With recent cuts to the Social Security Administration's budget, plans that were in progress to open new Social Security Disability appeal sites were understandably put on hold. However, putting the construction of new sites on hold was not enough to address the financial issues that the Social Security budget cuts have caused. Some of the existing Social Security Disability hearing sites have had to be closed to help the SSA address its current financial crisis.
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The economy has suffered some serious blows in recent years, and while it may be coming back, the after-effects are still being felt across the nation. Millions of people are unemployed and many of them have used up all of their unemployment benefits. As a result, lawmakers are worried that the Social Security Disability program will be fraudulently used as an extension for expired unemployment payments. To support this theory, focus has been put on a single judge who has had a 100% award rate over the past six months.
With all of the focus lately on Judge Daugherty's high disability approval rates and the SSA's outcry against the low percentage of claims that he actually denies, one must ask whether there is too much scrutiny being placed on the judge. After all, no one is scrutinizing the judges with abnormally high denial rates. How can one end of the spectrum be criticized without an investigation of the other?
The rumor mill is ablaze and many people are asking whether or not Social Security and Medicare are really in as much trouble as people are predicting. We all knew that the Social Security and Medicare programs were in desperate need of reform, but are they really losing funds faster than anticipated and are the benefits that recipients are currently receiving really at stake? While Social Security checks will not be stopping anytime soon, the outlook is definitely concerning.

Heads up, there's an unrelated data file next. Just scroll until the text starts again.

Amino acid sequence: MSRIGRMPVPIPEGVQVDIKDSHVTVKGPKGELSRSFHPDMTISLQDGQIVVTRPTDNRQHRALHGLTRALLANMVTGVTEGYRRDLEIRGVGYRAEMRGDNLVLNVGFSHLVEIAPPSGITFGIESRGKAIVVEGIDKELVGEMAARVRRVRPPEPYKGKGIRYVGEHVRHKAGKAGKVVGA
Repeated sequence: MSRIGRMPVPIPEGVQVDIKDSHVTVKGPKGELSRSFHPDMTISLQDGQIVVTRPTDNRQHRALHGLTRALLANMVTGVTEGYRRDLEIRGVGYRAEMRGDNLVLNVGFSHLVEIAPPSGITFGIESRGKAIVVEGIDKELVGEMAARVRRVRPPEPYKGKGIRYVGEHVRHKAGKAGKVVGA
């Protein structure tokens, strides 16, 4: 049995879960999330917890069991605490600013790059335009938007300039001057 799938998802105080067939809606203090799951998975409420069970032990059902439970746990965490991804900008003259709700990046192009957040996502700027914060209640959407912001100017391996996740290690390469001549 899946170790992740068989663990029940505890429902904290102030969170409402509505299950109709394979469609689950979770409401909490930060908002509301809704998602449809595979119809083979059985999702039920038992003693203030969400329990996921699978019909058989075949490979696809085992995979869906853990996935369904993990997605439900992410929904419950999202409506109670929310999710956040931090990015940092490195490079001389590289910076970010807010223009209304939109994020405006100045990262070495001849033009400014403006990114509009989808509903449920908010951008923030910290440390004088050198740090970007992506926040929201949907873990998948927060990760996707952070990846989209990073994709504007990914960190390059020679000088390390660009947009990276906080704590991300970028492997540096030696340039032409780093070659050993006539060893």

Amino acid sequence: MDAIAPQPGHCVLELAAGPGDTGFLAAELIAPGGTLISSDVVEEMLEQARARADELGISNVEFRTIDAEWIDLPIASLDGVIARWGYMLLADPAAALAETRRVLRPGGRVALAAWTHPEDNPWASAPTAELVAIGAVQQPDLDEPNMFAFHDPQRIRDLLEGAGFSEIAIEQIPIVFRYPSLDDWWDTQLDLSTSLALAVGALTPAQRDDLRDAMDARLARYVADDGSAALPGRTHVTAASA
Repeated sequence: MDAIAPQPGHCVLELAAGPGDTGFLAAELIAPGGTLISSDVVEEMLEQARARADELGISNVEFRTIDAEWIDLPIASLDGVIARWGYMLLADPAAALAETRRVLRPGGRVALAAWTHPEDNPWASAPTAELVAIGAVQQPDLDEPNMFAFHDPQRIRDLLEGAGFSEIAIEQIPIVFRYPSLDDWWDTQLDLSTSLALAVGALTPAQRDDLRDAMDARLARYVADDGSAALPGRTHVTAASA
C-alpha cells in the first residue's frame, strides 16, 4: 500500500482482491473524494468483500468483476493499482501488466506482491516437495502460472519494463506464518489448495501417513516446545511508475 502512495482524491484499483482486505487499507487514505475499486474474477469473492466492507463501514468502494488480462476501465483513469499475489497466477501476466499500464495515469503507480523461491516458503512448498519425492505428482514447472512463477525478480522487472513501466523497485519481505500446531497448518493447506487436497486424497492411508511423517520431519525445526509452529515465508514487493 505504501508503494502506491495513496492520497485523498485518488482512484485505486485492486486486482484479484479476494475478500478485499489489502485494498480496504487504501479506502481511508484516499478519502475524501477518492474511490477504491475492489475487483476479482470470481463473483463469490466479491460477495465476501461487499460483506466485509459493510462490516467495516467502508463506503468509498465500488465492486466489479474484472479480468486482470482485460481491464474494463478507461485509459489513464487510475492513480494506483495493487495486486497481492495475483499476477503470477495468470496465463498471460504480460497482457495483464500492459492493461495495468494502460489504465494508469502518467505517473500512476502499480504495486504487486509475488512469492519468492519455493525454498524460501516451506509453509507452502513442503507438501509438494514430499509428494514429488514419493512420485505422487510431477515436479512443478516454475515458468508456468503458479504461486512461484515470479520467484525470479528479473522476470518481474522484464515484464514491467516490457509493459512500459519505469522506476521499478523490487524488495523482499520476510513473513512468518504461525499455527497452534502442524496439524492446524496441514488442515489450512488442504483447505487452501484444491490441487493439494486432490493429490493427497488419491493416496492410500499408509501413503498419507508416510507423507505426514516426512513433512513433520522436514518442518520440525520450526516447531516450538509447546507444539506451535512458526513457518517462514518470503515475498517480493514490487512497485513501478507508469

The Administrative Law Judge (ALJ) arguably has more subjective power than any other link in the Social Security Disability chain. The system is intentionally designed to allow ALJs a broader ability to use their own judgment during Social Security Disability hearings than other SSA adjudicators. ALJs typically use the HALLEX as a basis for their decisions.
When most people imagine a case of Social Security Disability fraud, the think of individuals who are completely capable of working trying to obtain Social Security Disability benefits in spite of their physical health. In truth, there are many different facets of disability fraud, as a recent case in North Oaks, Minnesota has proven.
The age of technology has arrived and more companies are going paperless than ever, including the Social Security Administration.
What does the SSA's shift towards paperless payments mean for Social Security Disability beneficiaries?
Many wonder exactly what changes are being made and how those changes will affect them on a personal level. The following information will help you understand how the change to paperless payments will affect your monthly Social Security Disability benefits.
Recently, a 32-year old Kansas City man named Tyrone Holman was charged with obstructing the federal proceedings of his SSI application process. Holmes left threatening messages in the voicemail box of his assigned psychologist, whom he had been scheduled to meet for a required psychological evaluation. He ranted that his murder of his brother in 2006 was actually the psychologist’s fault because Holmes had previously not been found eligible for Social Security Disability benefits, and threatened legal action, demanding compensation for his years spent in prison.
In January of this year, the Lockheed Martin Corporation was officially contracted to deliver the Social Security Administration a $2 Million disability case processing system. This high-profile project that is slated for the next six years is expected to vastly improve the volume, speed, and accuracy of cases the SSA is able to process on a regular basis, as well as provide one nationwide, integrated system to handle all of the processing functions for disability claims.